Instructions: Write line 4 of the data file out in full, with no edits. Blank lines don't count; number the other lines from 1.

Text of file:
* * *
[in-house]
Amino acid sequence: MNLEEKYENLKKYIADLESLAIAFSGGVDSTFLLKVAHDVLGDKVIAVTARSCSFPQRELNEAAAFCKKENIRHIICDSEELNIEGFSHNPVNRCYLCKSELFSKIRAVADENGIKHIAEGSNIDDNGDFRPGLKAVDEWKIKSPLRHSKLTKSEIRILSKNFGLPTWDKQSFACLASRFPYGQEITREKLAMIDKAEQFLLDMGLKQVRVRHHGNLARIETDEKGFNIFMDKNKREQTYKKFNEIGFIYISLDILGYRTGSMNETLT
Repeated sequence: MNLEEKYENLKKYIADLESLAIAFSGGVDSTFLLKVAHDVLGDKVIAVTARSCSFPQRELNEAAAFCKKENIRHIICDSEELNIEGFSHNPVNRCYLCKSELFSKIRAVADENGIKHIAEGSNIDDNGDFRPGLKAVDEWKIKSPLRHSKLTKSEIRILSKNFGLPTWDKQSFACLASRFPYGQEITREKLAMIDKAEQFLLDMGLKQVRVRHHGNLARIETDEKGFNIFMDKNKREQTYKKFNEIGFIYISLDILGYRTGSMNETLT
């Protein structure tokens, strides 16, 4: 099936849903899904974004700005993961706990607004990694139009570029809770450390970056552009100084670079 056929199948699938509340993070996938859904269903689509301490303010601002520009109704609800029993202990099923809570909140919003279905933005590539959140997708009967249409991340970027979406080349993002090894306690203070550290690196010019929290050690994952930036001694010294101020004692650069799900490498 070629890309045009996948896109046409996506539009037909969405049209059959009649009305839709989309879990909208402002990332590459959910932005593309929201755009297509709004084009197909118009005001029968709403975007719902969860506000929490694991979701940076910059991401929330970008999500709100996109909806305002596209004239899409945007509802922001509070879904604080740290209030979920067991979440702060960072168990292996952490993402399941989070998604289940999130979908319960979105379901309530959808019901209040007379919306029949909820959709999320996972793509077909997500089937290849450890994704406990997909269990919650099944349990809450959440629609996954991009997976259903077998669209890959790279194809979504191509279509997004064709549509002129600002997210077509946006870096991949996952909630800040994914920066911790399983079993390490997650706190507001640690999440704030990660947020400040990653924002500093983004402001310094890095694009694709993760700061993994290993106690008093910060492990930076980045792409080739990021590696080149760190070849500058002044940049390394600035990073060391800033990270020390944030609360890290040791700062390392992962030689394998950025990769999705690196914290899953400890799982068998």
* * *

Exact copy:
């Protein structure tokens, strides 16, 4: 099936849903899904974004700005993961706990607004990694139009570029809770450390970056552009100084670079 056929199948699938509340993070996938859904269903689509301490303010601002520009109704609800029993202990099923809570909140919003279905933005590539959140997708009967249409991340970027979406080349993002090894306690203070550290690196010019929290050690994952930036001694010294101020004692650069799900490498 070629890309045009996948896109046409996506539009037909969405049209059959009649009305839709989309879990909208402002990332590459959910932005593309929201755009297509709004084009197909118009005001029968709403975007719902969860506000929490694991979701940076910059991401929330970008999500709100996109909806305002596209004239899409945007509802922001509070879904604080740290209030979920067991979440702060960072168990292996952490993402399941989070998604289940999130979908319960979105379901309530959808019901209040007379919306029949909820959709999320996972793509077909997500089937290849450890994704406990997909269990919650099944349990809450959440629609996954991009997976259903077998669209890959790279194809979504191509279509997004064709549509002129600002997210077509946006870096991949996952909630800040994914920066911790399983079993390490997650706190507001640690999440704030990660947020400040990653924002500093983004402001310094890095694009694709993760700061993994290993106690008093910060492990930076980045792409080739990021590696080149760190070849500058002044940049390394600035990073060391800033990270020390944030609360890290040791700062390392992962030689394998950025990769999705690196914290899953400890799982068998």